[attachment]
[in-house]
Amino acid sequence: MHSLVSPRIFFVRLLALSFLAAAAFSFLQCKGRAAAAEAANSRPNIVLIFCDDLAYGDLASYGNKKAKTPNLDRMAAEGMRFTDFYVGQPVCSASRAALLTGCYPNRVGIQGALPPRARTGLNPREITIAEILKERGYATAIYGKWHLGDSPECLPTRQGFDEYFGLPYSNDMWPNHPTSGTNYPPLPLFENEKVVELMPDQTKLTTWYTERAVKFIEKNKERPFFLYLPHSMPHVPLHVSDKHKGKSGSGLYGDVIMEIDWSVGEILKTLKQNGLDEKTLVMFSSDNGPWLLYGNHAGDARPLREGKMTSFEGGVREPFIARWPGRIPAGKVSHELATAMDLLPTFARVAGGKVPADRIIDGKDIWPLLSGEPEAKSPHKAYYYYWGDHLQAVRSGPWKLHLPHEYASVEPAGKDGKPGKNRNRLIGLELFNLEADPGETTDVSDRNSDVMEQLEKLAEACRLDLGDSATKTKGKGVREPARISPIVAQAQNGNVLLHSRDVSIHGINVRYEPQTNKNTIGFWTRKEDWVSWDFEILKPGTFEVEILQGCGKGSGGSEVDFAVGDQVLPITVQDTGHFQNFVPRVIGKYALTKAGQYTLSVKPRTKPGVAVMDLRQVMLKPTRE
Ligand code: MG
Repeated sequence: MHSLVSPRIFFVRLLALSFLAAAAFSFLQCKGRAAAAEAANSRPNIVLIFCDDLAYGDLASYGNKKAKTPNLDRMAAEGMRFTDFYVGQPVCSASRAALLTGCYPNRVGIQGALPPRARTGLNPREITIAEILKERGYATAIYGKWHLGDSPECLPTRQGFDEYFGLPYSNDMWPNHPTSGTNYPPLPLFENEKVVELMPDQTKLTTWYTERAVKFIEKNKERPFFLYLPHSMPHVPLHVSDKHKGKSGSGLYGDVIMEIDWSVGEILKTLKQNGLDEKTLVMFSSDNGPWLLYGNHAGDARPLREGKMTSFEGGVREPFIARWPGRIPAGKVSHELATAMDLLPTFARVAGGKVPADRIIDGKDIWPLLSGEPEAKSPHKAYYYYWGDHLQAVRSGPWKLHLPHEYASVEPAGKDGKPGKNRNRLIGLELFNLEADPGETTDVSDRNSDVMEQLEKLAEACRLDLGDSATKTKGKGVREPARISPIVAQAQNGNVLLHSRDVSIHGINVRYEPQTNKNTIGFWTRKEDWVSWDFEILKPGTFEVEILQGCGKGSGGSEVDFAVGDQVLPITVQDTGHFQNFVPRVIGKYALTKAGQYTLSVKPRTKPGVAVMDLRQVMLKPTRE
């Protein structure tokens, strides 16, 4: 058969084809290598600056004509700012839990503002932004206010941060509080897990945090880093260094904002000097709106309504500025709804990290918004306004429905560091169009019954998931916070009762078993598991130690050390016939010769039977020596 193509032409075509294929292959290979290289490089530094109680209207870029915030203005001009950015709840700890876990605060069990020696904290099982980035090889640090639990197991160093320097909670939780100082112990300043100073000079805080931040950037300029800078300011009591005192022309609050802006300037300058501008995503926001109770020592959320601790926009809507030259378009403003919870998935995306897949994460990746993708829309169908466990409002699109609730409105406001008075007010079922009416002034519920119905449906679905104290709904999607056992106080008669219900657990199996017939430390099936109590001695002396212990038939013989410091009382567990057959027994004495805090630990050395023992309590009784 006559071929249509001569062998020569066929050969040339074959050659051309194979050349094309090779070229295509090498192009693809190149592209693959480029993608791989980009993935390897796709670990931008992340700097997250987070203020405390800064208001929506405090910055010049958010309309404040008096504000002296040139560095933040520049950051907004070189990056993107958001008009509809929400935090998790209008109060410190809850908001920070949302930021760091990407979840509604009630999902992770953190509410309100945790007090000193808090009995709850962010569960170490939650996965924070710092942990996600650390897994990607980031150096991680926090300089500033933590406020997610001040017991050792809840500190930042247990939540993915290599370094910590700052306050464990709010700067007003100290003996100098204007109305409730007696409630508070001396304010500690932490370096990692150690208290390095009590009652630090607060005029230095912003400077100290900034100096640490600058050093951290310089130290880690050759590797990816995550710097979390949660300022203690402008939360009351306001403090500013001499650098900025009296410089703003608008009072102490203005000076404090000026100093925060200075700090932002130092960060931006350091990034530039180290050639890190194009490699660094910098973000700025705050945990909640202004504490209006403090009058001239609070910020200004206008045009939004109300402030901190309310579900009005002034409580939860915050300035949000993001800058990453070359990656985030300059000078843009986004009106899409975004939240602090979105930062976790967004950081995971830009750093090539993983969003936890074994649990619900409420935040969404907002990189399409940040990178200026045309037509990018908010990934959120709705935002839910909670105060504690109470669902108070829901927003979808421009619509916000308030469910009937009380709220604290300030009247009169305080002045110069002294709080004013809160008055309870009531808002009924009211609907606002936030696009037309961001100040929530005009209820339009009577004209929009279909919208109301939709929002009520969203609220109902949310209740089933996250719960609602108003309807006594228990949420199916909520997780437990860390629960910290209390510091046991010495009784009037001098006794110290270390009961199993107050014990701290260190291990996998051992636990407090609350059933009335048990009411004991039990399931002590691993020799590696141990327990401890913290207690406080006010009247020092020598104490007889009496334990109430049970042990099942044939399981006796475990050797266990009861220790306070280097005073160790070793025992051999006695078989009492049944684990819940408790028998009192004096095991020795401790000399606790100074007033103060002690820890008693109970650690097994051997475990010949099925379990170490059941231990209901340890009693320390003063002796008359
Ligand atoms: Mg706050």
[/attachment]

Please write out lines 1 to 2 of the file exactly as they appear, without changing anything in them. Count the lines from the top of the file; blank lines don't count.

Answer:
[in-house]
Amino acid sequence: MHSLVSPRIFFVRLLALSFLAAAAFSFLQCKGRAAAAEAANSRPNIVLIFCDDLAYGDLASYGNKKAKTPNLDRMAAEGMRFTDFYVGQPVCSASRAALLTGCYPNRVGIQGALPPRARTGLNPREITIAEILKERGYATAIYGKWHLGDSPECLPTRQGFDEYFGLPYSNDMWPNHPTSGTNYPPLPLFENEKVVELMPDQTKLTTWYTERAVKFIEKNKERPFFLYLPHSMPHVPLHVSDKHKGKSGSGLYGDVIMEIDWSVGEILKTLKQNGLDEKTLVMFSSDNGPWLLYGNHAGDARPLREGKMTSFEGGVREPFIARWPGRIPAGKVSHELATAMDLLPTFARVAGGKVPADRIIDGKDIWPLLSGEPEAKSPHKAYYYYWGDHLQAVRSGPWKLHLPHEYASVEPAGKDGKPGKNRNRLIGLELFNLEADPGETTDVSDRNSDVMEQLEKLAEACRLDLGDSATKTKGKGVREPARISPIVAQAQNGNVLLHSRDVSIHGINVRYEPQTNKNTIGFWTRKEDWVSWDFEILKPGTFEVEILQGCGKGSGGSEVDFAVGDQVLPITVQDTGHFQNFVPRVIGKYALTKAGQYTLSVKPRTKPGVAVMDLRQVMLKPTRE